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BLOG - How to create a website for an international audiance

10 Nov 2014

"Do you cross your fingers and hope that the Google translate button pops up alongside your URL?" 

Your traditional British pickles and chutneys are sitting on the sideboard, boxed up and ready to export. All you need to do now is to wait for some orders. But who’s clicking on your website? Perhaps your target audience are overseas, and don’t understand your site. Or maybe your servers are slow and they’re just getting a pickle, one pixel at a time. So how do you make your website navigable for a global audience?

Communication is key, and this means that potential customers should understand what it is you’re trying to sell. Do you cross your fingers and hope that the Google translate button pops up alongside your URL? Or do you hire someone to translate your entire website into several languages?

Florin Cornianu, CEO and co-founder of 123ContactForm, which enables users to build forms, create online surveys and quizzes, says: “It should be easy to switch to and from any language, with a drop-down menu on your homepage for example. Of course, you will need to perform search engine optimisation for each language.”

Frederik Vollert, CEO of PhraseApp, a translation tool, agrees: “From studies by Cisco Systems we know that 56% of the internet’s content is in English, but only 27% of its users come from English-speaking countries. Accessing the non-English speaking market allows you to potentially more than double audience and growth.”

As well as PhraseApp, other tools such as Dolphin Translate and Google Translate can be used to translate the whole webpage for users trying to navigate the site in a different language.

Martin Breach, founder and CEO of, a site that sells a training device for skiers, started off with an English language site first. “We followed our noses and contacts that we’d built, and decided to create a German site next. We were very lucky because one of our staff members was fluent in German and is an experienced skier, so could translate the nitty gritty ski vocab.” Breach says that it is very easy (and cheap) to get a generic translation done, however it can be slightly harder if you’re dealing with a specialist product.

Some companies decide against translating their website content – indeed, it should be a choice based on the type of business you have. James Cockcroft, director of IT consultancy Coeus Consulting, says: “Our target audience is largely senior executives and tends to share the common global business language of English, but it’s important to ensure that we recognise the global reach of our industry and potential client base.”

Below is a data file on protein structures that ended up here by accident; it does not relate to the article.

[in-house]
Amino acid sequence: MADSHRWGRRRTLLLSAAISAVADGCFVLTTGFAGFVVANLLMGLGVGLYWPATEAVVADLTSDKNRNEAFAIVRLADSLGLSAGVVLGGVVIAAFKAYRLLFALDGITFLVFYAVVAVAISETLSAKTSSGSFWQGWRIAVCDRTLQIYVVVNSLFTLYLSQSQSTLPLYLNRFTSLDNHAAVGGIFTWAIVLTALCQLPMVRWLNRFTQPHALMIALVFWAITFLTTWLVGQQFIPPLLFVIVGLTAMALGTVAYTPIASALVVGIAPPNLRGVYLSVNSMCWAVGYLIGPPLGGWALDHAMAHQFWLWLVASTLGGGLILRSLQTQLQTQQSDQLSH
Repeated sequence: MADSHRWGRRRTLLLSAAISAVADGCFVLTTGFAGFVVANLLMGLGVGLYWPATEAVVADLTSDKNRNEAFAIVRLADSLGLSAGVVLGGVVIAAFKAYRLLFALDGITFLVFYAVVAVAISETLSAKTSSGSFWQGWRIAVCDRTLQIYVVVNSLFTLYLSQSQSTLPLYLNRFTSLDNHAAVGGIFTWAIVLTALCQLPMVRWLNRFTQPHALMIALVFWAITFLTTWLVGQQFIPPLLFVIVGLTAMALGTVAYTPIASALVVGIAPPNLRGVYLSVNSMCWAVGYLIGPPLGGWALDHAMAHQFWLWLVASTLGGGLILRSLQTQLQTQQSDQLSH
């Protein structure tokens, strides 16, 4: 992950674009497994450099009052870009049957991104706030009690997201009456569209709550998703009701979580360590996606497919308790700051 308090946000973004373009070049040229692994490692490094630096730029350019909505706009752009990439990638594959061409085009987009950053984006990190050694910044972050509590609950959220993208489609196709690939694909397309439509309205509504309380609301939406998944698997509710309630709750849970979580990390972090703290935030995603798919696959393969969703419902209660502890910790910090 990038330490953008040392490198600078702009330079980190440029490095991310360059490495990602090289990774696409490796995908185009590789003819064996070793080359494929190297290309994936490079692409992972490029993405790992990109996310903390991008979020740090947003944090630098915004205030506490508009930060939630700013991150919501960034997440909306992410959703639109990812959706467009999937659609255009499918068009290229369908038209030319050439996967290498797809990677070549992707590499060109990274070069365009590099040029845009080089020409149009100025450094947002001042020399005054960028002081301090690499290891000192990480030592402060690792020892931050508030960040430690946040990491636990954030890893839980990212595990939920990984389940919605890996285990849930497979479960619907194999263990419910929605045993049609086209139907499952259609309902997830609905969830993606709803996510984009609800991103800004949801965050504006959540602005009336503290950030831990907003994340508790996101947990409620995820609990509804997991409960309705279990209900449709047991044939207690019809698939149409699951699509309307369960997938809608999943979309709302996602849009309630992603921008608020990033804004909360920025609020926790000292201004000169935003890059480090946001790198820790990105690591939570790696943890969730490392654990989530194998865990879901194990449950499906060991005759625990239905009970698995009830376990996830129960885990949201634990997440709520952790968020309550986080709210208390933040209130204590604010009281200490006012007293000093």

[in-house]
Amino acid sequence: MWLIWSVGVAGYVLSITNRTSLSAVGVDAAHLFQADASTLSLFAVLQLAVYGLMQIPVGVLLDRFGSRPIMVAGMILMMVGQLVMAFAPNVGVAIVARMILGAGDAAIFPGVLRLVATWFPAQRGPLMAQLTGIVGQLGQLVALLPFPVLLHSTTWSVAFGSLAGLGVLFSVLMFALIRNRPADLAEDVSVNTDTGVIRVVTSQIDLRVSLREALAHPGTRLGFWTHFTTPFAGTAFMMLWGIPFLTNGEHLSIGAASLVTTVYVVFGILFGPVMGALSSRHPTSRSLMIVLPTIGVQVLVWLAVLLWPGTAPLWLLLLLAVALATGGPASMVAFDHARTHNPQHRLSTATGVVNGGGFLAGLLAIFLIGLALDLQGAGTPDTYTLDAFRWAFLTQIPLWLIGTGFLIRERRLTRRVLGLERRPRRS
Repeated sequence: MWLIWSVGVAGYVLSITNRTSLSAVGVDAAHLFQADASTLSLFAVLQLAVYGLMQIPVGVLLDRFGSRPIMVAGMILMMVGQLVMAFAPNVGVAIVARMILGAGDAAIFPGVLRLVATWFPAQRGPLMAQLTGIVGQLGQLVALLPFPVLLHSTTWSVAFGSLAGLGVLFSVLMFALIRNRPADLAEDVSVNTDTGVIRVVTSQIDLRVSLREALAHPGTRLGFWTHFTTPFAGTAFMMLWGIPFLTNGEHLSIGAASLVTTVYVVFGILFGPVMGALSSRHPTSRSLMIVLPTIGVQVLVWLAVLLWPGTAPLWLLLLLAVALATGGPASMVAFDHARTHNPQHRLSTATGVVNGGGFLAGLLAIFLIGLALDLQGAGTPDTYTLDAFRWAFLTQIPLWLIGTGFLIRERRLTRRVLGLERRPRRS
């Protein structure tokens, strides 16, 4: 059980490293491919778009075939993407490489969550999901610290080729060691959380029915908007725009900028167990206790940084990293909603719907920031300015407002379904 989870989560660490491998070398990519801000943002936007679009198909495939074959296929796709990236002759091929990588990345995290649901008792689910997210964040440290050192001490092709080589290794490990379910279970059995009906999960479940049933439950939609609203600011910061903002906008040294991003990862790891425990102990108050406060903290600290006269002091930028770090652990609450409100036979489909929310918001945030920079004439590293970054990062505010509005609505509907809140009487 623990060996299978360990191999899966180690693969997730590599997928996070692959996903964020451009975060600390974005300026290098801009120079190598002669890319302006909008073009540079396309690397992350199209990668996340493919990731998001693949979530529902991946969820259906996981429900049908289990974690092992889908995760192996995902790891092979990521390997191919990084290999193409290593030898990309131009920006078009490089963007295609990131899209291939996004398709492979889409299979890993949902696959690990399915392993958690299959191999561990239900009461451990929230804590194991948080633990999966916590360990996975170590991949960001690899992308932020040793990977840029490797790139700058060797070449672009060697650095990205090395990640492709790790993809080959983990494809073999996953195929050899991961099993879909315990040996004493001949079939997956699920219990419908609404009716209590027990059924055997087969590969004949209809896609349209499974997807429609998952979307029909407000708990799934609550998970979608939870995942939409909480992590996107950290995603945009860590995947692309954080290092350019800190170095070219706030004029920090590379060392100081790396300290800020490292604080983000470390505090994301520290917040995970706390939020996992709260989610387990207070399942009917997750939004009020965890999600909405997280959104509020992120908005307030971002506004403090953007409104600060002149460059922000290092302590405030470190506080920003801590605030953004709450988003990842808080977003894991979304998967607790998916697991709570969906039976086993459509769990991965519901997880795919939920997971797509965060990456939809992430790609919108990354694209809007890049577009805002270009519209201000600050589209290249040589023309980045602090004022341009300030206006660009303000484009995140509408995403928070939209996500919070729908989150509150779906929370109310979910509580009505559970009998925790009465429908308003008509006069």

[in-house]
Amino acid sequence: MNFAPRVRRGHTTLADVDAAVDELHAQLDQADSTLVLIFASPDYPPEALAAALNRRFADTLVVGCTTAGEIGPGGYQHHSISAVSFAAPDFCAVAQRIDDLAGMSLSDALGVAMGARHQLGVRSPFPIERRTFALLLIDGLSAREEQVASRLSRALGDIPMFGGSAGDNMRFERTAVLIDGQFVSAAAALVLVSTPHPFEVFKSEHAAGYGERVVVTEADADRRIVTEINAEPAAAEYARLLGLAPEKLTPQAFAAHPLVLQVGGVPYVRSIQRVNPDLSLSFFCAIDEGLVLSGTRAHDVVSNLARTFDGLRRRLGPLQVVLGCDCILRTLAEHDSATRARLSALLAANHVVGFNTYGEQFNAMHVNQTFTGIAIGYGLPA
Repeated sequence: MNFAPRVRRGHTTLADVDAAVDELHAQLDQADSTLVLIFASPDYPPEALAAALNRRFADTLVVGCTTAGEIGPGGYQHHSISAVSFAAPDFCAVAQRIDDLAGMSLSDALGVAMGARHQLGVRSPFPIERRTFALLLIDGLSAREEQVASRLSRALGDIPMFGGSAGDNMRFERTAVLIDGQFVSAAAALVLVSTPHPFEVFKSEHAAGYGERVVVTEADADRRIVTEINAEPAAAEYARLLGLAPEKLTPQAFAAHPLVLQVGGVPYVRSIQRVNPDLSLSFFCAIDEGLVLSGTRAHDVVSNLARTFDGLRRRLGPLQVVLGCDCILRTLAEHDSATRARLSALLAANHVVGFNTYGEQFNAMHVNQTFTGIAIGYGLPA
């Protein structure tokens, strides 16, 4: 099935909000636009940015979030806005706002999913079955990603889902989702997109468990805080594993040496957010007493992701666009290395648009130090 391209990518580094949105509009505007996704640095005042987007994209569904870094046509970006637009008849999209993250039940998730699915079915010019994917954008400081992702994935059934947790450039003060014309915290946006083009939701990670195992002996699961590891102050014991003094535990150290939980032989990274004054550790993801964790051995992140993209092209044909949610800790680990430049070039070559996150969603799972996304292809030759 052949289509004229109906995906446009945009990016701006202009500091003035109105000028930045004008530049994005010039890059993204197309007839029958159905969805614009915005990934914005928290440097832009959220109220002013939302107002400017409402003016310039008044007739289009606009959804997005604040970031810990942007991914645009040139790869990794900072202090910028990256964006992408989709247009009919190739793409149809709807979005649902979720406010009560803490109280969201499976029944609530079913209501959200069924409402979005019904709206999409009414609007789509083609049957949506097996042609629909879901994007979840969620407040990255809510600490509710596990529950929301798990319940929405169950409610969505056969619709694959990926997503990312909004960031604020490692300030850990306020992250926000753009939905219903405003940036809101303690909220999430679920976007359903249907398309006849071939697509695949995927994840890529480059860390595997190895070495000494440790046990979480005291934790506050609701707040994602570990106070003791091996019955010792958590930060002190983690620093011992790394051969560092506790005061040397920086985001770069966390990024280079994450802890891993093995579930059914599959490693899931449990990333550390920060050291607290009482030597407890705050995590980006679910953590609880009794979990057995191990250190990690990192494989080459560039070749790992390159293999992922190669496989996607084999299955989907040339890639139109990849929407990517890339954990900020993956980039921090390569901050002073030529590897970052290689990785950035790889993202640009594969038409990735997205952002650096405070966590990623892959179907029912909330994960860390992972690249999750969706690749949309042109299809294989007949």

He adds: “We’ve tried to ensure that the content is easy to navigate and written in plain English, making it easier for potential non-Anglophone clients. We could’ve gone one step-further and tracked down the country where the user is coming from and offered some of the standard content in that language, but we wouldn’t translate the entire site as ultimately our professional services are provided in English.”

Once any language barriers have been surmounted, small businesses should also ensure that there are numerous ways to get in touch. There’s nothing worse than being excited about a product but being unable to find out more information because the phone call will cost a fortune. Provide an email address at the very least, and preferably a Twitter handle too. If you include a telephone number, make sure you have the full dial code so overseas customers can get through to you hassle-free.

Even with a swish multi-lingual website and great contact opportunities, it’s also important to consider carefully where to host your website. Barry Tabor, CEO and founder of BCS Corrugated, a company that provides machines for creating and gluing cardboard boxes, says: “Get SEO handled locally and ensure that you use a country specific domain to help optimise each site. Also, you should make sure that the company hosting the domain is based in the country.”

Deri Jones, CEO of Scivisum agrees: “Customers far away from the servers will get slower journey speed (a millisecond here and there can quickly add up to several seconds for a content-heavy web page), so they must consider the use of global content delivery network or cloud networks to get their content closer to their customers.”

In some key export markets like China, sites like Google may be blocked, so it’s worth thinking carefully before you put all your advertising eggs in one basket. Other social media sites like Facebook could be banned too – for example in mainland China – so again, considering different avenues of social media marketing and contact information on your website is crucial here.

Once you’ve set up the website and you’re operating an internationally-facing business, Deri Jones warns about the more practical issues such as time zones and international holidays: “When selling across borders you have to take time zones into consideration, for example, a Boxing Day sale in New Zealand must not start on Christmas Day in the UK.”

So with all this in mind, obstacles to setting up an international-facing business needn’t be insurmountable . Make a decision on how you’re going to organise your website’s language, check the time zones, and work out where to locate your servers. You’ll be picking up overseas clients in no time.

The Guardian Small Business Network